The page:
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Pehr Gyllenhammar is the former CEO of Volvo and has been voted Sweden’s most admired man nine times.

He became CEO of Volvo when he was just 35 years old and led the company for 24 years. Pehr led his company through lots of tough times, including recessions and an oil crisis. While many companies were sacrificing their people to save their profits, Pehr didn’t let go of a single employee. In fact, he told me he would rather let go of a white-collar worker in a management role than a blue-collar worker on the manufacturing floor. Pehr’s lesson is all about appreciating the people who work for you and remembering that it’s often the people on the front lines who make your business successful.

There are very few leaders today who actively put the well-being of their people ahead of profits. Pehr says, “I put people before profits in the sense that if I didn’t have good people, we couldn’t have productivity or have our aspirations come true. So I have people before profits and it’s not declining profits. I think that profits are very important for any shareholder company and that the shareholders should have their part, but the people will create it.”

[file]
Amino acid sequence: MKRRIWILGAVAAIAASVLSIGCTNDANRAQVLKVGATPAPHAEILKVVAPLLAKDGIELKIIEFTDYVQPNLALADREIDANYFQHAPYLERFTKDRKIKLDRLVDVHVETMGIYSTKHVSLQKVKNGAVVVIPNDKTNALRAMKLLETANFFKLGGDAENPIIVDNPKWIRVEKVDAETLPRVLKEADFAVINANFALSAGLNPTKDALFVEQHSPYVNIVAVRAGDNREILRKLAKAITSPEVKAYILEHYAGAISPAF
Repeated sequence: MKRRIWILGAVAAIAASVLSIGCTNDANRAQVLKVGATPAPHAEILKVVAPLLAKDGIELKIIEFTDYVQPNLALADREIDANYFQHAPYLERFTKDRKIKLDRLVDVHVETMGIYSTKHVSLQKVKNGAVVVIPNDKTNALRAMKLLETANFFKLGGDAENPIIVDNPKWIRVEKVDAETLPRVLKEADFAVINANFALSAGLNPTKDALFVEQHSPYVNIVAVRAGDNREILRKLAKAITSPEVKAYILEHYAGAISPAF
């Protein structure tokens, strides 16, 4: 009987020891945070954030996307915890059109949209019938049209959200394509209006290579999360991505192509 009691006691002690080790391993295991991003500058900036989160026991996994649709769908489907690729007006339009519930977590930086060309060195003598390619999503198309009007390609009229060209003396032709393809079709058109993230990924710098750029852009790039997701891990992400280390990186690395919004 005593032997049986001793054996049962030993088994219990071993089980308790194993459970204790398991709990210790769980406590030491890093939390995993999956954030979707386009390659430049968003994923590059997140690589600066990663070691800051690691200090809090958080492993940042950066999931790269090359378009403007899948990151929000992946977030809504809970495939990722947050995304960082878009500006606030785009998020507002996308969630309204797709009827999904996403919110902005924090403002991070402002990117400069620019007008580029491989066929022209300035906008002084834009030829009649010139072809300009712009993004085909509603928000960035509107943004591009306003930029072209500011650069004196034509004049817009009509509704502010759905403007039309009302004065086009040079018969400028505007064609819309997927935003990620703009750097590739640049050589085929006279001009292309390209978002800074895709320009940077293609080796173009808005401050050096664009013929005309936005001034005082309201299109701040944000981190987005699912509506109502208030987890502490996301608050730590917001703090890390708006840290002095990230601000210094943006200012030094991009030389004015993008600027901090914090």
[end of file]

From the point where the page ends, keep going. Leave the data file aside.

He says companies today are not only laying people off, but doing so brutally. That’s not the way to lead. During the recessions Pehr went through as a CEO, he made it a priority to take care of his people and to protect the most vulnerable. Because of that, his employees trusted him and felt safe and motivated.

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Over the last 15 years, I’ve had the privilege of speaking and working with some of the world’s top leaders. Here are 15 of the best leadership lessons that I learned from the CEOs of organizations like Netflix, Honeywell, Volvo, Best Buy, The Home Depot, and others. I hope they inspire you and give you things you can try in your work and life. Get the PDF here.